Four professional models who allege a gentleman’s club in West Los Angeles wrongfully used their photos to promote the establishment on social media without their permission in 2015-16 are collectively entitled to $95,000 in damages, an attorney told a jury Thursday, but a lawyer for the club disputed the claims of harm.
Lawyer Zachary Page, representing plaintiff Timed Out, addressed a Los Angeles Superior Court jury hearing closing arguments in his client’s case against Prisma Entertainment LLC, owners of the Plan B club. Timed Out acquires and pursues claims for rights-of-publicity violations by third parties made by clients such as the four models in this case, Jessica Killings, Kristina Chai, Katarina Van Derham and Leanna Decker.
“It was wrong for Prism to use the models’ images,” Page said.
But Prisma Entertainment attorney John C. Griffin said all four models are doing well and that there is no evidence the use of their images by Plan B has hurt their careers.
Two months after Timed Out filed suit in June 2017, Prisma filed a cross-complaint against social media strategy and publicity firm Chippewa, seeking reimbursement for any damages Prisma may have to pay. Judge Gregory Keosian told jurors before opening statements Tuesday that the cross-complaint was resolved before trial, as were the claims of models Kimberly Cozzens and Ursula Mayes, who previously were plaintiffs in the suit.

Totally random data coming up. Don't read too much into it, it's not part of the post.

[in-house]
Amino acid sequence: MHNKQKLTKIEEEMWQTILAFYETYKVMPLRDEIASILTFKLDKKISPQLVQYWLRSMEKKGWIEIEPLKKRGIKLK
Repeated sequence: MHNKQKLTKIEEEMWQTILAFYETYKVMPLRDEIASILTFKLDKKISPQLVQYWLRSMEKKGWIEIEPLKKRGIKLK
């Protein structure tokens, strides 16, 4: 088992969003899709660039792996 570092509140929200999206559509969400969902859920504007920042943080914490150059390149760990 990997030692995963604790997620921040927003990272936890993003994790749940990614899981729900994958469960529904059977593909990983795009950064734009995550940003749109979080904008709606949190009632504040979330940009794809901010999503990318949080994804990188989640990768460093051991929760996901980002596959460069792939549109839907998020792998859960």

Page said the fair market value of the use of the models’ images by Prisma amount to $60,000 for Van Derham, $10,000 each for Chai and Killings and $15,000 for Decker, the only model who did not testify during trial.
Page also chided the defense description of Plan B as a fine-dining establishment, saying he would be in trouble if he took his wife there for their upcoming anniversary.
But Griffin said Killings and Chai both testified they have more followers on the social media now than they did before Plan B used their photos. He also said Van Derham has an upcoming film role.
Griffin also told jurors that Killings acknowledged having hosted an event at a gentleman’s club and that she had once worked as a stripper.
In her testimony, Killings said she danced nude during the recession after her work as a car saleswoman failed to produce sufficient income.
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